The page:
Update March 2013: Changes in legislation are urgently needed to reduce traffic deaths, and especially among the most vulnerable, says Global Status Report on Road Safety 2013: Supporting a Decade of Action, published by the World Health Organization (WHO) and including data on the Americas gathered by the Pan American Health Organization (PAHO). See also Fact sheets on road safety in the Americas — Stephen
More than 16,000 people killed or injured on roads EVERY day
Health costs $500 billion ++
By Stephen Leahy
LEIPZIG, Germany, May 31, 2011 (IPS)
The leading killer of children over the age of five is not malaria or dysentery, but cars and trucks. And ninety percent of those children are killed on roads in developing countries.
Each day, 3,500 people are killed and 13,700 injured in road accidents around the world. That death and injury toll is expected to increase by nearly 50 percent over the next decade without serious efforts to improve road safety, says Etienne Krug, director of the Department of Violence and Injury Prevention and Disability at the World Health Organization (WHO).
Krug was here in Leipzig to the launch of the United Nations the Decade of Action for Road Safety at the Organisation for Economic Cooperation and Development’s annual International Transport Forum. The goal for the U.N. Decade is to stabilise the spiralling increase in death and injuries on the world’s roads.
“We have the potential to save five million of lives over the next decade through changes in road safety,” Krug told IPS.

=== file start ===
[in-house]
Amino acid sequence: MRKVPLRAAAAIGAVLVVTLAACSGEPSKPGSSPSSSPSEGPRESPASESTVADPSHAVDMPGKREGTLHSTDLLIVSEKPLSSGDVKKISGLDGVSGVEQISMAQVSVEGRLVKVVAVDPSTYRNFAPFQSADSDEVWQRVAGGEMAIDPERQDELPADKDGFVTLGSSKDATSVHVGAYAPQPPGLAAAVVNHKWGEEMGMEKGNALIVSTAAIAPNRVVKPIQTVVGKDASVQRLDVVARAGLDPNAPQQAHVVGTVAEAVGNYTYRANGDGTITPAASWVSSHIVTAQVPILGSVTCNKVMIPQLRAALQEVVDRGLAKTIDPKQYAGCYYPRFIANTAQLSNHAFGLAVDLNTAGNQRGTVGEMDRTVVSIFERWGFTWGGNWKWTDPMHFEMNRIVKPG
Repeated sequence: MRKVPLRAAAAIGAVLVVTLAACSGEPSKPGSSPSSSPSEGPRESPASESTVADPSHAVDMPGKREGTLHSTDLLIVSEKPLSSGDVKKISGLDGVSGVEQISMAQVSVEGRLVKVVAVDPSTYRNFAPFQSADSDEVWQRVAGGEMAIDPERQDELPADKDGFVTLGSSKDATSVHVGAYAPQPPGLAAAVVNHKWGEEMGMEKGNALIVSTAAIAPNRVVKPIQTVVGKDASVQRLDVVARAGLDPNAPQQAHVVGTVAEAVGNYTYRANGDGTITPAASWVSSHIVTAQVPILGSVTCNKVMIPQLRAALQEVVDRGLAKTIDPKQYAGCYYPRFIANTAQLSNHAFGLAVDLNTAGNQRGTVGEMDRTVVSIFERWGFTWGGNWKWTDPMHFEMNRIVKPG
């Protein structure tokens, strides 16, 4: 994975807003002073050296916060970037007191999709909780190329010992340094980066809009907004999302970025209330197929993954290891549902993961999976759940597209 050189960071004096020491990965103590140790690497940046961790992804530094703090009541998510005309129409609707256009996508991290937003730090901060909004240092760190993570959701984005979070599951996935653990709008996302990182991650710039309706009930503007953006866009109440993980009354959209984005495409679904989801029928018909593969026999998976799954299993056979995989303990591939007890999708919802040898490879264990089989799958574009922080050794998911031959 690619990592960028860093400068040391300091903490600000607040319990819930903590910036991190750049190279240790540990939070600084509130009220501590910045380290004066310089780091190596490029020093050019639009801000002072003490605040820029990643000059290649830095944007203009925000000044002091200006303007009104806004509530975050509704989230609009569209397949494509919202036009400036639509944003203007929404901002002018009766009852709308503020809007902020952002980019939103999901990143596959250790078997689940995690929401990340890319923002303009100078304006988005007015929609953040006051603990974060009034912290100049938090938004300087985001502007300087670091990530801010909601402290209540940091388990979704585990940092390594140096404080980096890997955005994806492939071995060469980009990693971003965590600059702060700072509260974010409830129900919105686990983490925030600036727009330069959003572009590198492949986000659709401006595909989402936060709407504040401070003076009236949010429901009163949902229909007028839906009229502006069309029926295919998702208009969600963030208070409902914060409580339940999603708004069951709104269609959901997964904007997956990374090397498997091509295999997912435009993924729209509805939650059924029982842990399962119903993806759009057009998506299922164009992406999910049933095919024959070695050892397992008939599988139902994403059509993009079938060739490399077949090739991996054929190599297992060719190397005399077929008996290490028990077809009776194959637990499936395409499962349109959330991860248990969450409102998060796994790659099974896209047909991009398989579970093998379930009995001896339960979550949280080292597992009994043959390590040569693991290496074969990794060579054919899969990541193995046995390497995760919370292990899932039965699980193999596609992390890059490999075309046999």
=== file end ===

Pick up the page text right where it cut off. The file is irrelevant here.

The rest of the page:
“A cultural shift is needed to create the awareness of the need for road safety,” he said.
Around 90 percent of all road fatalities occur in emerging and developing countries, making it the sixth leading cause of death in those countries. The lack of road safety laws and enforcement combined with increasing vehicle usage and population growth are the major reasons for this, said Krug.
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Only 15 percent of countries in the world have good legislation on drinking and driving or use of helmets when driving scooters and motorcycles. “We want to push that to 50 percent by the 2020,” he said.
Legislation and enforcement can make a huge difference. Vietnam enacted a helmet law two years ago and the use of helmets went from only 20 percent to over 90 percent, he said. Brazil recently enacted strict drinking and driving laws, while Mexico has made wearing seatbelts mandatory.
“Much more of this is needed,” he said.